Then there are the survivor stories; people who have been through some of the worst circumstances that a person can imagine. But they have gone through it…mostly because they had to, because lets face it, what is the alternative? You fight to live another day. There is a common thread I’ve noticed to many of these stories; these survivors often say that after having been through what may be the worst times of their lives, they are afraid of nothing anymore. They have looked fear in the face, and conquered it, and for that they are grateful and forever unchanged. I believe this to be mostly true. For me personally, there are many challenges that no longer rock me, but I don’t think all these survivors speak completely honestly. There is one huge fear that overwhelms me…that may always overwhelm me, and I’m sure that I’m not the only one; the fear of not being able to always choose the fears I wish to overcome. If I choose to jump out of a plane, or to speak in front of 10,000 people; (when at one time I would be too afraid to do either of these things), this is my choice. If I get sick again, I don’t choose this; I believe the biggest fear that I have is that I cannot choose all of what I don’t want to happen.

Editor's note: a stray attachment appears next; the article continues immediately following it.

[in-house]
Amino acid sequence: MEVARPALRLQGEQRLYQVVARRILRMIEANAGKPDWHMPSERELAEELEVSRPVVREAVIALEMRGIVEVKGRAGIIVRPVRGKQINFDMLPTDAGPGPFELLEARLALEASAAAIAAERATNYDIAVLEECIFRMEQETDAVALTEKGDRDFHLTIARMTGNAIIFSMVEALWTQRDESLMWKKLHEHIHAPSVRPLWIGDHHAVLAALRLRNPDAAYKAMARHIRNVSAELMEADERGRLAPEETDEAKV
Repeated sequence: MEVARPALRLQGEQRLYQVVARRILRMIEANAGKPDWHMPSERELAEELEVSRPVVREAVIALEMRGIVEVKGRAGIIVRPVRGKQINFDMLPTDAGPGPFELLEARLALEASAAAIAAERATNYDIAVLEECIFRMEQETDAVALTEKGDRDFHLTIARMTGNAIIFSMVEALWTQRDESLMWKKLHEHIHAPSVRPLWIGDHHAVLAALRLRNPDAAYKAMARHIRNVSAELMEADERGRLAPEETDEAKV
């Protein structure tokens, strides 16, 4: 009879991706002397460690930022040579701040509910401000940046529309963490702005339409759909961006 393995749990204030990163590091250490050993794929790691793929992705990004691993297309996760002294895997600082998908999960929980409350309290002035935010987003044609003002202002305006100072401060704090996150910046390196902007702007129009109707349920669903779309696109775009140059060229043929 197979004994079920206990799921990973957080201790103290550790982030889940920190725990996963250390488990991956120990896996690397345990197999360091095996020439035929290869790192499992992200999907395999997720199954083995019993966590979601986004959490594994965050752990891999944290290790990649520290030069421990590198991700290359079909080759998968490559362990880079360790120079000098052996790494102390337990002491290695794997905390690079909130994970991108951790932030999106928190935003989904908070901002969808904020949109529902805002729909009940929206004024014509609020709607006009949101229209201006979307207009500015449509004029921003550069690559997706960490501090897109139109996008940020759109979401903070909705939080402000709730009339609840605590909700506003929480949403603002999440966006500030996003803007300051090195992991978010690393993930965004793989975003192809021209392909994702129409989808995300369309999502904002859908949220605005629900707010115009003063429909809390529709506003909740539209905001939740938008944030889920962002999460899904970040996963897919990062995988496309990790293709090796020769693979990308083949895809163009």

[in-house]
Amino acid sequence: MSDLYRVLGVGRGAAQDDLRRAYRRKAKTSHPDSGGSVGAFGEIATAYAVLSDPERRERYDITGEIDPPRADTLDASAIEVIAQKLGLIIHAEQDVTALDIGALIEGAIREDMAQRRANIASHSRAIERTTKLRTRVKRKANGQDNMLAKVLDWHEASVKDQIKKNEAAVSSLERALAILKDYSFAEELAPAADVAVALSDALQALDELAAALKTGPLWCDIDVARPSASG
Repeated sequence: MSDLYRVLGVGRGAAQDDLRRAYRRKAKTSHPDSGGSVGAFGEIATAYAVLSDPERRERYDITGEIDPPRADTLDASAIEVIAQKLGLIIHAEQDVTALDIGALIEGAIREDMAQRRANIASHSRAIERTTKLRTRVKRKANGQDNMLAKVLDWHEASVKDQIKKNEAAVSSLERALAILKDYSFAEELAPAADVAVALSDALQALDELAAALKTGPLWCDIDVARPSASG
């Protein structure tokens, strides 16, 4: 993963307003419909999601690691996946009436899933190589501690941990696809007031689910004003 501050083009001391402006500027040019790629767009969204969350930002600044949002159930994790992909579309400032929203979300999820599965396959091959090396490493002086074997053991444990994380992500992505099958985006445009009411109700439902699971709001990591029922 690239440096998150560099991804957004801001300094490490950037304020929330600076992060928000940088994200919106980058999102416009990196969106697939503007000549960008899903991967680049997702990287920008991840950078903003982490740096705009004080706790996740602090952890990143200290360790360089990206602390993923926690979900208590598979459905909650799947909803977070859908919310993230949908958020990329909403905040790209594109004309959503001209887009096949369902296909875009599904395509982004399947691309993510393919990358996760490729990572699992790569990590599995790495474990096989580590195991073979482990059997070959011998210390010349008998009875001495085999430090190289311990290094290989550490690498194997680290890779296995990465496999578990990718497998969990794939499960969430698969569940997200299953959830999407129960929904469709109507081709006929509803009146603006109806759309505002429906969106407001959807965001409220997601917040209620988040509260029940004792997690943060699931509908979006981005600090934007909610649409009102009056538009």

So ultimately, what’s behind any good fear? The lack of control…this is the hardest one to beat.

Sunday, October 19, 2008

Two months after radiation-I’m so tired of being me

When you’re sick in bed, what might you be doing? What might I be doing? Watching TV. What’s on? Not much. What’s worth watching? Not much. It’s too depressing to watch Jerry Springer, Steve Wilkos, or Maury Povich. There’s Oprah, Ellen, Tyra, and for a short while…Wendy, this is occasionally good...but mostly there are movies (some good, some not so good, many bad), and the NEWS. The NEWS now is especially tormenting. You want to watch, you need to watch, you shouldn’t watch, you have to watch. What difference does it make if you watch? So is it NEWS or a bad movie? Oh, all the decisions for a sick person.